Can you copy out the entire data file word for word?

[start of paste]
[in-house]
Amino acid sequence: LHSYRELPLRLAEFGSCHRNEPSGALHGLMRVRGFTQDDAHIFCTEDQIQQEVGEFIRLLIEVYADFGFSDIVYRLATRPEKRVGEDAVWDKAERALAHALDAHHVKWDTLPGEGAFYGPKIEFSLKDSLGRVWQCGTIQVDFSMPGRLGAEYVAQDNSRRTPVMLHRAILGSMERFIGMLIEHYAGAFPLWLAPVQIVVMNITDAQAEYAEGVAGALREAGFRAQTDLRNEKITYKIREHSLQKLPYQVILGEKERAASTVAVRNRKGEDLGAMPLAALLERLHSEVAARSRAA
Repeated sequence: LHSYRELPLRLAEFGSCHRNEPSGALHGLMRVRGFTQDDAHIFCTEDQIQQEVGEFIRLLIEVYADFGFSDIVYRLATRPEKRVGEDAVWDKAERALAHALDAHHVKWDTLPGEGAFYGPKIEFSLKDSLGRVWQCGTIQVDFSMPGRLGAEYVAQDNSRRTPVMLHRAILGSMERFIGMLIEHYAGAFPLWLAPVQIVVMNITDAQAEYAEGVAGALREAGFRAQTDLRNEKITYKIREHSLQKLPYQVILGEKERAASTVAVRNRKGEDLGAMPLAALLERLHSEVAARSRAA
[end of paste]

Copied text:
[in-house]
Amino acid sequence: LHSYRELPLRLAEFGSCHRNEPSGALHGLMRVRGFTQDDAHIFCTEDQIQQEVGEFIRLLIEVYADFGFSDIVYRLATRPEKRVGEDAVWDKAERALAHALDAHHVKWDTLPGEGAFYGPKIEFSLKDSLGRVWQCGTIQVDFSMPGRLGAEYVAQDNSRRTPVMLHRAILGSMERFIGMLIEHYAGAFPLWLAPVQIVVMNITDAQAEYAEGVAGALREAGFRAQTDLRNEKITYKIREHSLQKLPYQVILGEKERAASTVAVRNRKGEDLGAMPLAALLERLHSEVAARSRAA
Repeated sequence: LHSYRELPLRLAEFGSCHRNEPSGALHGLMRVRGFTQDDAHIFCTEDQIQQEVGEFIRLLIEVYADFGFSDIVYRLATRPEKRVGEDAVWDKAERALAHALDAHHVKWDTLPGEGAFYGPKIEFSLKDSLGRVWQCGTIQVDFSMPGRLGAEYVAQDNSRRTPVMLHRAILGSMERFIGMLIEHYAGAFPLWLAPVQIVVMNITDAQAEYAEGVAGALREAGFRAQTDLRNEKITYKIREHSLQKLPYQVILGEKERAASTVAVRNRKGEDLGAMPLAALLERLHSEVAARSRAA